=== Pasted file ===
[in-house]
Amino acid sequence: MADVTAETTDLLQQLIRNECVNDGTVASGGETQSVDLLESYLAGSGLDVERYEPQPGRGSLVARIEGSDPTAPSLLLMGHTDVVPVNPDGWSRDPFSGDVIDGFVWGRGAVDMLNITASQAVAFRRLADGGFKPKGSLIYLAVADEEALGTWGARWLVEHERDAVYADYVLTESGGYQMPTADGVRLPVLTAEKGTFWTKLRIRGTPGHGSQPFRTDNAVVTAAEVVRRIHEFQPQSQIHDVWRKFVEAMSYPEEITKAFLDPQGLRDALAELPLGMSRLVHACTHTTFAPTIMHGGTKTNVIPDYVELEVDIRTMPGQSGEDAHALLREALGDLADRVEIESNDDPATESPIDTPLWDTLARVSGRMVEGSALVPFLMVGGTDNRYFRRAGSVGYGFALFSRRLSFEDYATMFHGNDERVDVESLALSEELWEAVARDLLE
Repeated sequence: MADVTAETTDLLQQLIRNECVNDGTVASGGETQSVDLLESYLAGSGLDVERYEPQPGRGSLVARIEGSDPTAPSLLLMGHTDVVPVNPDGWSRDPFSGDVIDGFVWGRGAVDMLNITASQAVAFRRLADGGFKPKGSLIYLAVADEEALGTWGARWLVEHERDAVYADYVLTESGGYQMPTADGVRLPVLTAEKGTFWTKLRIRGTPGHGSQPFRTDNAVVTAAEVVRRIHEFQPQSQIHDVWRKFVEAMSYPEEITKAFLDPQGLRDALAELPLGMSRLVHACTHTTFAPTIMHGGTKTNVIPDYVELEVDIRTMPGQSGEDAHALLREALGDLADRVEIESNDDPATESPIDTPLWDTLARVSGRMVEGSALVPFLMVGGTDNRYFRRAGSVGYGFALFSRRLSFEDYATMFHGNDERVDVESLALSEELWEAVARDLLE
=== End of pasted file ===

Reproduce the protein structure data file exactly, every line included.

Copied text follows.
[in-house]
Amino acid sequence: MADVTAETTDLLQQLIRNECVNDGTVASGGETQSVDLLESYLAGSGLDVERYEPQPGRGSLVARIEGSDPTAPSLLLMGHTDVVPVNPDGWSRDPFSGDVIDGFVWGRGAVDMLNITASQAVAFRRLADGGFKPKGSLIYLAVADEEALGTWGARWLVEHERDAVYADYVLTESGGYQMPTADGVRLPVLTAEKGTFWTKLRIRGTPGHGSQPFRTDNAVVTAAEVVRRIHEFQPQSQIHDVWRKFVEAMSYPEEITKAFLDPQGLRDALAELPLGMSRLVHACTHTTFAPTIMHGGTKTNVIPDYVELEVDIRTMPGQSGEDAHALLREALGDLADRVEIESNDDPATESPIDTPLWDTLARVSGRMVEGSALVPFLMVGGTDNRYFRRAGSVGYGFALFSRRLSFEDYATMFHGNDERVDVESLALSEELWEAVARDLLE
Repeated sequence: MADVTAETTDLLQQLIRNECVNDGTVASGGETQSVDLLESYLAGSGLDVERYEPQPGRGSLVARIEGSDPTAPSLLLMGHTDVVPVNPDGWSRDPFSGDVIDGFVWGRGAVDMLNITASQAVAFRRLADGGFKPKGSLIYLAVADEEALGTWGARWLVEHERDAVYADYVLTESGGYQMPTADGVRLPVLTAEKGTFWTKLRIRGTPGHGSQPFRTDNAVVTAAEVVRRIHEFQPQSQIHDVWRKFVEAMSYPEEITKAFLDPQGLRDALAELPLGMSRLVHACTHTTFAPTIMHGGTKTNVIPDYVELEVDIRTMPGQSGEDAHALLREALGDLADRVEIESNDDPATESPIDTPLWDTLARVSGRMVEGSALVPFLMVGGTDNRYFRRAGSVGYGFALFSRRLSFEDYATMFHGNDERVDVESLALSEELWEAVARDLLE